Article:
— Lisa Disselkamp

"It's not always a question of whether your solution is new or outdated," Disselkamp said. "The real question is whether your current system is designed to do something better for your organization."

Today's industry leaders provide flexible workforce management solutions that automate manual processes and can be configured to a company's business workflows. Exciting new features include embedded day-to-day analytics and timesaving employee self-service, along with seamlessly integrated mobile apps.

"The technology is continually advancing," she said. "When you look at time-and-attendance systems, they're rich with business information." As a result, companies are upgrading to newer, more powerful technology even if their current solution is not very old. But they're choosing carefully.

"Businesses are looking at the total cost of ownership," Disselkamp said. "When they're considering solutions, they're asking themselves how many people and what specific skill sets will I need to support this system? How many people does it take to run this?"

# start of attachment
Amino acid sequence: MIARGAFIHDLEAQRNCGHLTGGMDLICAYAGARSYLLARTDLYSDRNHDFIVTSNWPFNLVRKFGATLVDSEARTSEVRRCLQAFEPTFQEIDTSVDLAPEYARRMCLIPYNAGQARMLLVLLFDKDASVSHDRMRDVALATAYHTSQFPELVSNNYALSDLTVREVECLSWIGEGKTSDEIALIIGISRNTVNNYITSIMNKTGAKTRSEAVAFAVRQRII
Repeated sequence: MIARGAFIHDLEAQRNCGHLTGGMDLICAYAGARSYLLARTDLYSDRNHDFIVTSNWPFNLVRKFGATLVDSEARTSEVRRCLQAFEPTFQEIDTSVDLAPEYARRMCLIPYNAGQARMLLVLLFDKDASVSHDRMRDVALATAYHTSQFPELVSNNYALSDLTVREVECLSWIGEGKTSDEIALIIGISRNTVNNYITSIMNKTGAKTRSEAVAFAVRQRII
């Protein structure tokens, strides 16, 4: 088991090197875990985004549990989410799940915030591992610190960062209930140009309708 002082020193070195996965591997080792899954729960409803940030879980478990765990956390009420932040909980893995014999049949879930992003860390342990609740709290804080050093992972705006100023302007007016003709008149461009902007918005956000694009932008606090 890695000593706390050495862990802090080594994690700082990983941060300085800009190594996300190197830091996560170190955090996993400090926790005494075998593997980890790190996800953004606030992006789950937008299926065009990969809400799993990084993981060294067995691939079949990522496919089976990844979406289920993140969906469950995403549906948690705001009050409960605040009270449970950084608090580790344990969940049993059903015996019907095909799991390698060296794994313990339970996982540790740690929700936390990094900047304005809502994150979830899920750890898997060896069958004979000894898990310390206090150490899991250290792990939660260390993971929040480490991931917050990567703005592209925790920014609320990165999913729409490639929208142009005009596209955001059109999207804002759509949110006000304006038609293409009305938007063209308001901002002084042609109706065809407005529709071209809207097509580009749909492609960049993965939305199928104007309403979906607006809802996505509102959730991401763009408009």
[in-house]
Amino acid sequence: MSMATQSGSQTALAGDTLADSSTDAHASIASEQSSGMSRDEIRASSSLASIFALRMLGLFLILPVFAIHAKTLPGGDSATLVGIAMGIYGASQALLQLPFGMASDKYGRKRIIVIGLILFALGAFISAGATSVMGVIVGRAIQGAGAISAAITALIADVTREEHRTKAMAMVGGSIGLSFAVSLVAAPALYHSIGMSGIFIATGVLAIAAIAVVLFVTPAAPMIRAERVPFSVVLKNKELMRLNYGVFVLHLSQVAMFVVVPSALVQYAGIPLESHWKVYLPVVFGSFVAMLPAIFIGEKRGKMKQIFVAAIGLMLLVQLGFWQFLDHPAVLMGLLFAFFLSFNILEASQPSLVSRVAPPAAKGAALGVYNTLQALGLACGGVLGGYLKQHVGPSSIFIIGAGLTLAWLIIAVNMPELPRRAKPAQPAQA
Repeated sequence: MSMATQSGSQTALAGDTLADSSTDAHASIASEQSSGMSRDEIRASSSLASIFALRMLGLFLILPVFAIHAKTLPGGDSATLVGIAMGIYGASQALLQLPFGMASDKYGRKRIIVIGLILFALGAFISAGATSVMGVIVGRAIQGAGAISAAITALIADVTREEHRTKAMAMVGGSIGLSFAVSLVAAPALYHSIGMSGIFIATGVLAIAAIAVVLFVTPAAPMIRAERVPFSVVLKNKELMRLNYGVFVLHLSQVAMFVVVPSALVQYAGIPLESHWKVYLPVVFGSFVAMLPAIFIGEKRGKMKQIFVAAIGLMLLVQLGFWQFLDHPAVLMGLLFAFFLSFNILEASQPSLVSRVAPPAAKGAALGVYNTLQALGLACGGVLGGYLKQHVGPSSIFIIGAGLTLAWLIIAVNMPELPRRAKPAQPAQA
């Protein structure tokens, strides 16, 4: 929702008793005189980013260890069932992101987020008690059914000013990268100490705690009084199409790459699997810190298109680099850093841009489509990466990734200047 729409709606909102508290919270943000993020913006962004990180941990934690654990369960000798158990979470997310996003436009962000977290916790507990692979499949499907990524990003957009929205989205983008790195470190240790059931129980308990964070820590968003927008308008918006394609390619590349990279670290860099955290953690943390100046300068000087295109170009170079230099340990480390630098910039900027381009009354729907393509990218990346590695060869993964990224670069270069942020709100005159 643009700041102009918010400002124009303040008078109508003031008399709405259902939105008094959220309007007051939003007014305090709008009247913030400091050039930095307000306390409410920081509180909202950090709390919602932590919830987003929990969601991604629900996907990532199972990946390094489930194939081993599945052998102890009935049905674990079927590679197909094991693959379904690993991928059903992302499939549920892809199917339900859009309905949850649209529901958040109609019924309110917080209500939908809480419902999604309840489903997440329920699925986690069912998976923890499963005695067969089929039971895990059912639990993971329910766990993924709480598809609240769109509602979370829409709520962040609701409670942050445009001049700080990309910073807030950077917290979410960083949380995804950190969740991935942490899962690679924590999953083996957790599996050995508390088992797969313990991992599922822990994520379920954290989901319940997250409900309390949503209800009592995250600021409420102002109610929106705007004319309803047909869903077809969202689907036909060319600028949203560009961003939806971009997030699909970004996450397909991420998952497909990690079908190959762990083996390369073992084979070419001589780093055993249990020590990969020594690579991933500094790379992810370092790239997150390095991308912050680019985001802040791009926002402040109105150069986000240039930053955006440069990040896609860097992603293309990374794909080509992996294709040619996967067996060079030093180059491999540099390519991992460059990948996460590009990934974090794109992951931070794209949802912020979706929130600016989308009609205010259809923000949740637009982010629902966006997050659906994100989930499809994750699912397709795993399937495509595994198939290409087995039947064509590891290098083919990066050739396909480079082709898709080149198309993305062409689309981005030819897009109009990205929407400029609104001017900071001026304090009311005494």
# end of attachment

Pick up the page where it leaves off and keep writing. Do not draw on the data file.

Implementation and usability are huge factors when it comes to choosing a workforce management system, as are ongoing costs. Employers are now looking at Web-based rather than on-premise solutions to eliminate the expense of upgrades and maintenance, and to capitalize on quicker implementation and greater usability.

"The key to successful workforce management is education," she said. "The one thing I tell employers is make sure you get information from the right sources and understand your own business needs first, before you look at products. Remember, you want the product to fit you, not the other way around."

Does your organization see workforce management as a science? Comment below. 

For more information:

  • Visit the Workforce Educational Organization website
  • Learn about Ceridian Dayforce Workforce Management
  • Download the recent Nucleus WFM Technology Value Matrix